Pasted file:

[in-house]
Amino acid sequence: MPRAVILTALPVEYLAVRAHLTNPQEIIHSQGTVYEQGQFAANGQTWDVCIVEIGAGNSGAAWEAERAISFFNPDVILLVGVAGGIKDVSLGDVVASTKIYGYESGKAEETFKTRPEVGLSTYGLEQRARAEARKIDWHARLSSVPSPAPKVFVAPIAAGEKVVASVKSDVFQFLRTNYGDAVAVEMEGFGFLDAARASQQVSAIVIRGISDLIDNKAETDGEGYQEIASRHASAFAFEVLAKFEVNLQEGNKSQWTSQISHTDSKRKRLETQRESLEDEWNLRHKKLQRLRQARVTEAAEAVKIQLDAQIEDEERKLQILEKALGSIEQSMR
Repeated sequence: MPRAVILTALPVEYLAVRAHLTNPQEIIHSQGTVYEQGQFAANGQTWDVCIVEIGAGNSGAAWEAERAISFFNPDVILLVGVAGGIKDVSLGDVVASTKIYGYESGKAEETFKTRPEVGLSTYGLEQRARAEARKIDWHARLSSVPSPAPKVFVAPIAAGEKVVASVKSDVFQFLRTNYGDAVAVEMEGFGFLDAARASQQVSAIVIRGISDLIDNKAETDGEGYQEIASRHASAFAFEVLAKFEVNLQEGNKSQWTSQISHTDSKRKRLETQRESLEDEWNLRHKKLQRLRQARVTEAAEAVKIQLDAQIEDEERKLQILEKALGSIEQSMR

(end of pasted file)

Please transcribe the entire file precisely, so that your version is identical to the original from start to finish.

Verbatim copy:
[in-house]
Amino acid sequence: MPRAVILTALPVEYLAVRAHLTNPQEIIHSQGTVYEQGQFAANGQTWDVCIVEIGAGNSGAAWEAERAISFFNPDVILLVGVAGGIKDVSLGDVVASTKIYGYESGKAEETFKTRPEVGLSTYGLEQRARAEARKIDWHARLSSVPSPAPKVFVAPIAAGEKVVASVKSDVFQFLRTNYGDAVAVEMEGFGFLDAARASQQVSAIVIRGISDLIDNKAETDGEGYQEIASRHASAFAFEVLAKFEVNLQEGNKSQWTSQISHTDSKRKRLETQRESLEDEWNLRHKKLQRLRQARVTEAAEAVKIQLDAQIEDEERKLQILEKALGSIEQSMR
Repeated sequence: MPRAVILTALPVEYLAVRAHLTNPQEIIHSQGTVYEQGQFAANGQTWDVCIVEIGAGNSGAAWEAERAISFFNPDVILLVGVAGGIKDVSLGDVVASTKIYGYESGKAEETFKTRPEVGLSTYGLEQRARAEARKIDWHARLSSVPSPAPKVFVAPIAAGEKVVASVKSDVFQFLRTNYGDAVAVEMEGFGFLDAARASQQVSAIVIRGISDLIDNKAETDGEGYQEIASRHASAFAFEVLAKFEVNLQEGNKSQWTSQISHTDSKRKRLETQRESLEDEWNLRHKKLQRLRQARVTEAAEAVKIQLDAQIEDEERKLQILEKALGSIEQSMR